David Grier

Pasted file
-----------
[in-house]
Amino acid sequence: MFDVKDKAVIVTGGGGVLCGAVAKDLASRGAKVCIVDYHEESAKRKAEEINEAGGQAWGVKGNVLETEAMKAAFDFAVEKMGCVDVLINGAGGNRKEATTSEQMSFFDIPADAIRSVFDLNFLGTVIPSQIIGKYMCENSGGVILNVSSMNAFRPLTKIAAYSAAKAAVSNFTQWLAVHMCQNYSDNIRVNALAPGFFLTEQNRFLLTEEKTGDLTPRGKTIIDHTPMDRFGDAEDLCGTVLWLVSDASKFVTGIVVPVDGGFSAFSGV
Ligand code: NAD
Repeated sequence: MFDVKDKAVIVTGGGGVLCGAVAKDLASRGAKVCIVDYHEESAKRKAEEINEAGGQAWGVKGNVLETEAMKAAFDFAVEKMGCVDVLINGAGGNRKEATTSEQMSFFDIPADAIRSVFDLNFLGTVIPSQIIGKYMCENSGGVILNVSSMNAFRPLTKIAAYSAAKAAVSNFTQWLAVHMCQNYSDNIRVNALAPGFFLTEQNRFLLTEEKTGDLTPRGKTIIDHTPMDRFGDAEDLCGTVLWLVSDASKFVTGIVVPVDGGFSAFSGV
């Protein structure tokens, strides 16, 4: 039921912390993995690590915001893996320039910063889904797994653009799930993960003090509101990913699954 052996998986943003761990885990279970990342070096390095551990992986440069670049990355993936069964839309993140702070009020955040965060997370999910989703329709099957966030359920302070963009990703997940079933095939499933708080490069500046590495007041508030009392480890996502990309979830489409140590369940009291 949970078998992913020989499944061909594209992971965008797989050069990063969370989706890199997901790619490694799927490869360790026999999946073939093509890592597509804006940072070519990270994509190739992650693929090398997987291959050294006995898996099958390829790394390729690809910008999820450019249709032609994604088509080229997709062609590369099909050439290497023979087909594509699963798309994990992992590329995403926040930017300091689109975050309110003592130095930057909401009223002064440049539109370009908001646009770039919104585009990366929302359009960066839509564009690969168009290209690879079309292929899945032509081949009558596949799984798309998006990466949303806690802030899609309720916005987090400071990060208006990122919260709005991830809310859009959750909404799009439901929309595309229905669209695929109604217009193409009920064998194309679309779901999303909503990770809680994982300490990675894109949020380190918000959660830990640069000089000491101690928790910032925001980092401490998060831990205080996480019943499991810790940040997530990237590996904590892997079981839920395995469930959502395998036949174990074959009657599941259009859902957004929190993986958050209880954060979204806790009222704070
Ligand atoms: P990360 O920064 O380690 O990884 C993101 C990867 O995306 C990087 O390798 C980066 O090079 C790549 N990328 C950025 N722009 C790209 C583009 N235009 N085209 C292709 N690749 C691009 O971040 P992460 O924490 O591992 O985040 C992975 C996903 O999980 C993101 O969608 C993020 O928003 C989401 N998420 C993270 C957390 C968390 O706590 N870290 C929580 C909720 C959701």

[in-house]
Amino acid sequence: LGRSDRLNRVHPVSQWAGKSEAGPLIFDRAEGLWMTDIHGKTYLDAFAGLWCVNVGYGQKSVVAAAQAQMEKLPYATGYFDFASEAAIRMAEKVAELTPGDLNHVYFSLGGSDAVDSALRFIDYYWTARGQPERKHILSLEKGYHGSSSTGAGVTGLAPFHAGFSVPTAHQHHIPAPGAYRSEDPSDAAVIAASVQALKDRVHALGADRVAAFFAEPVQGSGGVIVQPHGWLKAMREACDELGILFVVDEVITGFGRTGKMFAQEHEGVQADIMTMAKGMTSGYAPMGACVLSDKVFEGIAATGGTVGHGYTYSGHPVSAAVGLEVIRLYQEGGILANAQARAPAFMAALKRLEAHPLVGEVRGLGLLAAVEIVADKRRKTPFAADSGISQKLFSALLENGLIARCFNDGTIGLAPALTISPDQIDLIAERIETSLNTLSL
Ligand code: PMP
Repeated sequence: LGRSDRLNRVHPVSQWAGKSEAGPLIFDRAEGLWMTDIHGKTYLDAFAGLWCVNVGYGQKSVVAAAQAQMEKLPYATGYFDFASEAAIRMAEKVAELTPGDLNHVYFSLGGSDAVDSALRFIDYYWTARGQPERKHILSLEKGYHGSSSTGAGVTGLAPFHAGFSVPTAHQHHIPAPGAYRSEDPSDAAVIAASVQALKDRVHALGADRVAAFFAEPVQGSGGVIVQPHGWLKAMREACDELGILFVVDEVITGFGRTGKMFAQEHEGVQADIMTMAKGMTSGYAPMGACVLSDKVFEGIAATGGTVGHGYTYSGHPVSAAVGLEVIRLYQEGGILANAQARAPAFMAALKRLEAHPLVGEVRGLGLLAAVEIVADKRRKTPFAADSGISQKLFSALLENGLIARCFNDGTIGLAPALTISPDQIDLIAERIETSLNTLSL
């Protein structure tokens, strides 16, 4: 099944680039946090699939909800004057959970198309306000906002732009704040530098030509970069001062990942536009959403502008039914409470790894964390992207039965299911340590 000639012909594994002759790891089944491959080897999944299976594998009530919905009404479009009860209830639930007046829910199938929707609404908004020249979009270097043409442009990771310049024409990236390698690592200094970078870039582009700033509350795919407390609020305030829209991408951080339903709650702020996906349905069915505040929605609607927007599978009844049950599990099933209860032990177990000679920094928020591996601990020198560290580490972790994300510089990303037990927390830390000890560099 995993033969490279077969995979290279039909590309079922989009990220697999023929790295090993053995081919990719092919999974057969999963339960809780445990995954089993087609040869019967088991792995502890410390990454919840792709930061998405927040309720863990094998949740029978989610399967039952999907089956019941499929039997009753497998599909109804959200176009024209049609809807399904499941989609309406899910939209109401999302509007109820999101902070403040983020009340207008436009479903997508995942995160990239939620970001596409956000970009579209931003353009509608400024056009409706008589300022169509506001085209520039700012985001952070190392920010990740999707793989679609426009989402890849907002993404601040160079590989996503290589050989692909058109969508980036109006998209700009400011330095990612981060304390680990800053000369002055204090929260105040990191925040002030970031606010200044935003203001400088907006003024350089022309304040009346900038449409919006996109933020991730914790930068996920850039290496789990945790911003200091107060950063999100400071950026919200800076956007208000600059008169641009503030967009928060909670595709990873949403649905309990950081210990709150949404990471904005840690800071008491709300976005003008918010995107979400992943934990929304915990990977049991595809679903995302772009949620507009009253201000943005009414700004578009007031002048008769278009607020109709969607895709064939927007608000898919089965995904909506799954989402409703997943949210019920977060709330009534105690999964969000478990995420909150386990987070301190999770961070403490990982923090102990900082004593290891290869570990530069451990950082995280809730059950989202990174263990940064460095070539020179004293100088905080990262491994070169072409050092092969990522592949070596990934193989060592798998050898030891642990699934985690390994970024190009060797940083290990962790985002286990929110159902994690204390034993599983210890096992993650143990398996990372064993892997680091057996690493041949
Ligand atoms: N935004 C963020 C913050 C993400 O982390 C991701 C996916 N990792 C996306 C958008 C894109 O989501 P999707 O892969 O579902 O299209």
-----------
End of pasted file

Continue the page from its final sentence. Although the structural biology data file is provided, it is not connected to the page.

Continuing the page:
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In the 1950s, college students who were caught up in the folk boom attended gatherings where they played acoustic instruments and sang. These "hootenannies" were informal and non-professional. Guitarist David Grier decided to have his own little get together with multiple instrumentalists Tim O'Brien and Dirk Powell on Hootenanny. Recorded over a four day period, this album has the loose feel of a few friends hanging out and doing their own thing. The only difference here is that these musicians are professionals, and even when they're just fooling around, they sound great. A lot of room is left on cuts like "Have You Ever Been to England" for the individual players to cut loose and show off their instrumental skill. Grier, as always, is an endlessly inventive and tasteful soloist, and he seems comfortable whether playing blues as in "Lonnie and Maybelle" or jazz in "Ragtime Annie." As on his previous albums, he shares solo space equally with his guests. A multitude of instruments, including mandolin, fiddle, bouzouki, and accordion, are utilized on different tracks to create a rich texture within the context of traditional music. There are a couple of throwaway vocals by O'Brien, one -- "Lonnie and Maybelle" -- that includes scat singing. The tunes penned by Grier, "Red Haired Boy" and "Cascade," fit comfortably with the traditional ones like "Lonesome Road Blues." Hootenanny's approach is more casual, off-the-cuff, than his previous recordings for Rounder, and perhaps that is why it was released on his own label, Dreadnought. Fans of Grier, Powell, and O'Brien should enjoy this set, as should any of lover of good, acoustic music.

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